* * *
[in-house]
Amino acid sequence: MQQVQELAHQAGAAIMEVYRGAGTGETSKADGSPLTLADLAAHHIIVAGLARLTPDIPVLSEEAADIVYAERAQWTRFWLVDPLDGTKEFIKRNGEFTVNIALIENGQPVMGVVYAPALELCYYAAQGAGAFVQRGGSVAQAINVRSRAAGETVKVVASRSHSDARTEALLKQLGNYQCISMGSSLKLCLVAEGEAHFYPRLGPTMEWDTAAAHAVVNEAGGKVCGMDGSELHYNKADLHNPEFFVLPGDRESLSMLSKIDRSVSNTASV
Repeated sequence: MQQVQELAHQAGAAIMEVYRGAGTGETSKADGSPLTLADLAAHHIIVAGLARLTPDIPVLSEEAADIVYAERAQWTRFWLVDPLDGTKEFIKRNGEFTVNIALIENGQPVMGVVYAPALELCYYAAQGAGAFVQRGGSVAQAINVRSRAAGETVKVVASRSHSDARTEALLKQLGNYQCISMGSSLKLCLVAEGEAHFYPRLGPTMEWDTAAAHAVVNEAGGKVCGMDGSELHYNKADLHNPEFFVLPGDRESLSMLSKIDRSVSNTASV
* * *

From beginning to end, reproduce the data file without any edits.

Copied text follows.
[in-house]
Amino acid sequence: MQQVQELAHQAGAAIMEVYRGAGTGETSKADGSPLTLADLAAHHIIVAGLARLTPDIPVLSEEAADIVYAERAQWTRFWLVDPLDGTKEFIKRNGEFTVNIALIENGQPVMGVVYAPALELCYYAAQGAGAFVQRGGSVAQAINVRSRAAGETVKVVASRSHSDARTEALLKQLGNYQCISMGSSLKLCLVAEGEAHFYPRLGPTMEWDTAAAHAVVNEAGGKVCGMDGSELHYNKADLHNPEFFVLPGDRESLSMLSKIDRSVSNTASV
Repeated sequence: MQQVQELAHQAGAAIMEVYRGAGTGETSKADGSPLTLADLAAHHIIVAGLARLTPDIPVLSEEAADIVYAERAQWTRFWLVDPLDGTKEFIKRNGEFTVNIALIENGQPVMGVVYAPALELCYYAAQGAGAFVQRGGSVAQAINVRSRAAGETVKVVASRSHSDARTEALLKQLGNYQCISMGSSLKLCLVAEGEAHFYPRLGPTMEWDTAAAHAVVNEAGGKVCGMDGSELHYNKADLHNPEFFVLPGDRESLSMLSKIDRSVSNTASV